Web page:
The error of wavelength exponent for different types of breast tissues was calculated, and further one-factor ANOVA was performed to test the differences among the three types of breast tissues. The results are summarized in Table 2. It can be found that significant differences not only exist between the normal breast and diseased breast tissues, but also exist between benign and malignant tumor tissues.
The wavelength exponent values of scattering of different types of breast tissues.
|Breast tissue||Normal (n=16)||Benign (n=5)||Malignant (n=11)|
Effectiveness of Spectral Analysis Methods
Figure 3 shows the distribution of absorption spectrum variation factor and wavelength exponent value of scattering for all of the samples. It can be found that it is easy to distinguish the normal and diseased breast because the normal samples are mainly localized in areas I and II, but difficult to distinguish the benign and malignant breast tissues because there is overlap in areas III and IV.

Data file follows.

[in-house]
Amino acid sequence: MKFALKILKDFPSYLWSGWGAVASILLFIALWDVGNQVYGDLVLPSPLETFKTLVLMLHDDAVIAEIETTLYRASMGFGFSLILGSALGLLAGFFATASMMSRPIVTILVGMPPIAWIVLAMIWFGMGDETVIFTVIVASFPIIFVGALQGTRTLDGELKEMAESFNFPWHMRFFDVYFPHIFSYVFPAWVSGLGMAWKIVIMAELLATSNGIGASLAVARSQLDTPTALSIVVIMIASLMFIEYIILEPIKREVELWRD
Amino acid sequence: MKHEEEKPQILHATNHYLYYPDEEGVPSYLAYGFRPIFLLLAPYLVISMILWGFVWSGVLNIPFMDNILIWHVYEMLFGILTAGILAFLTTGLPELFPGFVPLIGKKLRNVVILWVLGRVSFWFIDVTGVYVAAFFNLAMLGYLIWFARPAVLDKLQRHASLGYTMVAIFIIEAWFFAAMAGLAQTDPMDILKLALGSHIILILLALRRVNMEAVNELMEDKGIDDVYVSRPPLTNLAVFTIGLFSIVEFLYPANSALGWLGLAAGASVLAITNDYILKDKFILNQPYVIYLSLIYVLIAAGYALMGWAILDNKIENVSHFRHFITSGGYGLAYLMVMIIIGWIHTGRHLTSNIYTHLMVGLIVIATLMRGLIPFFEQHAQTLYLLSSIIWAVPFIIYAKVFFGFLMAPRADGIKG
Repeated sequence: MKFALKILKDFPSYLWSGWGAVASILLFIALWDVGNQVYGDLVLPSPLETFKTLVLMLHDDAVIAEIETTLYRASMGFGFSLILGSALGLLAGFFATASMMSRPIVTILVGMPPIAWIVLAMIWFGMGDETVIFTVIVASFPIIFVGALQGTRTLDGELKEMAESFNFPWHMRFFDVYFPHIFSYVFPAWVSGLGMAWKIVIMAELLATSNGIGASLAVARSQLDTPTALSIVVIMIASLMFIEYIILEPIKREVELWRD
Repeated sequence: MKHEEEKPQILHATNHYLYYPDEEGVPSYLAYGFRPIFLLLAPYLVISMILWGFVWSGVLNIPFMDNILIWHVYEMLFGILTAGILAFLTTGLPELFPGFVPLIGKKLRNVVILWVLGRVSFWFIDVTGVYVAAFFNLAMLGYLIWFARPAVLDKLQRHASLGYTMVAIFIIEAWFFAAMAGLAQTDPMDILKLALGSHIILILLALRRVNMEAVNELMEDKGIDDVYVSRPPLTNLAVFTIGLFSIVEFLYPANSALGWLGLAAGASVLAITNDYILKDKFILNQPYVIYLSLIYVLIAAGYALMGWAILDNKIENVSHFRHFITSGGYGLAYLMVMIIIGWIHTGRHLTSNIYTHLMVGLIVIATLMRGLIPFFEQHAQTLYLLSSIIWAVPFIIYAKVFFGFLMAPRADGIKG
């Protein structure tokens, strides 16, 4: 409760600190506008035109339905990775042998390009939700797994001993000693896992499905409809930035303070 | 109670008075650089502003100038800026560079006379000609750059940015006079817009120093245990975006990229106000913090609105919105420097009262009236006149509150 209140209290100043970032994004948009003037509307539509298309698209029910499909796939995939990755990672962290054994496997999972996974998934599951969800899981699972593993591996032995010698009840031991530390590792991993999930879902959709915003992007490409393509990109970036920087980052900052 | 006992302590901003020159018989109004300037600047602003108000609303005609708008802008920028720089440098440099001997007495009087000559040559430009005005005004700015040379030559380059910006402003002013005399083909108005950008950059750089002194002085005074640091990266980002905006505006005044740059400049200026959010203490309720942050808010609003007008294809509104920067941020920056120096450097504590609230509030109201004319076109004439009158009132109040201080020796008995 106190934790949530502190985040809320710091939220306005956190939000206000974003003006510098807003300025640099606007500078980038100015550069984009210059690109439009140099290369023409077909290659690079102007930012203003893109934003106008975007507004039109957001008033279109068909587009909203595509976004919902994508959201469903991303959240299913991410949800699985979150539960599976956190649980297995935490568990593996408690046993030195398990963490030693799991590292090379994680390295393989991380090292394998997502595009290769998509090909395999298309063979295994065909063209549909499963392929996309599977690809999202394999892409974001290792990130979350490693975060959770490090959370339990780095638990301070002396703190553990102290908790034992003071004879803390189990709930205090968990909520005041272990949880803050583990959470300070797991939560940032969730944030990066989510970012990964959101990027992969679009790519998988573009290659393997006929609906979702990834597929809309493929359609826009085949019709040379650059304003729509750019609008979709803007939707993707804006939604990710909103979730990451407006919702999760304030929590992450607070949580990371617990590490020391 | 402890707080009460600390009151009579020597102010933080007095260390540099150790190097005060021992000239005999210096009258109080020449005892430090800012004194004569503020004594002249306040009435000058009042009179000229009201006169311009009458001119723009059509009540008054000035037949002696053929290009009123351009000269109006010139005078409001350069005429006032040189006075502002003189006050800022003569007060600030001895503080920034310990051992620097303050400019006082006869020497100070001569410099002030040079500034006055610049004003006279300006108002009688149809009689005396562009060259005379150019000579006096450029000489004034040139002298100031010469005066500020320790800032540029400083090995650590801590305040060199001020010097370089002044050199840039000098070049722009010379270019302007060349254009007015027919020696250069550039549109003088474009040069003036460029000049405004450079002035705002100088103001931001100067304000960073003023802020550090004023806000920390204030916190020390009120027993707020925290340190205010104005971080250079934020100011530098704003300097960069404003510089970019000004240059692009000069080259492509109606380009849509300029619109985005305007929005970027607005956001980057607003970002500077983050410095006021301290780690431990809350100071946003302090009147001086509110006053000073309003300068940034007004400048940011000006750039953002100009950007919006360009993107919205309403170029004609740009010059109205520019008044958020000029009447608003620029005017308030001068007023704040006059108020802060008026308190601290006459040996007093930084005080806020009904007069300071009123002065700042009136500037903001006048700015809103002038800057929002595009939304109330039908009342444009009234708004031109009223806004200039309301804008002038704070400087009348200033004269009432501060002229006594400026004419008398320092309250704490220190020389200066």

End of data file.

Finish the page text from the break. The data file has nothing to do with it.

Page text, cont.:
The combined analysis method () of the absorption and scattering spectral analysis was performed to distinguish malignant tumor, benign tumor, and normal human breast samples from each other. First, when the value of was less than 0.058 (median of limit error of for normal and benign tumor, 99% confidence interval), the sample was defined as normal, otherwise, the sample was defined as diseased tissue. Second, the wavelength exponent is applied to classify the types of diseased samples as benign or malignant tumor. According to the distribution of wavelength exponent of scattering, the sample was defined as a benign tumor one when the value of was greater than (median of limit error of for benign and malignant tumor, 99% confidence interval), otherwise, the sample was defined as a malignant tumor.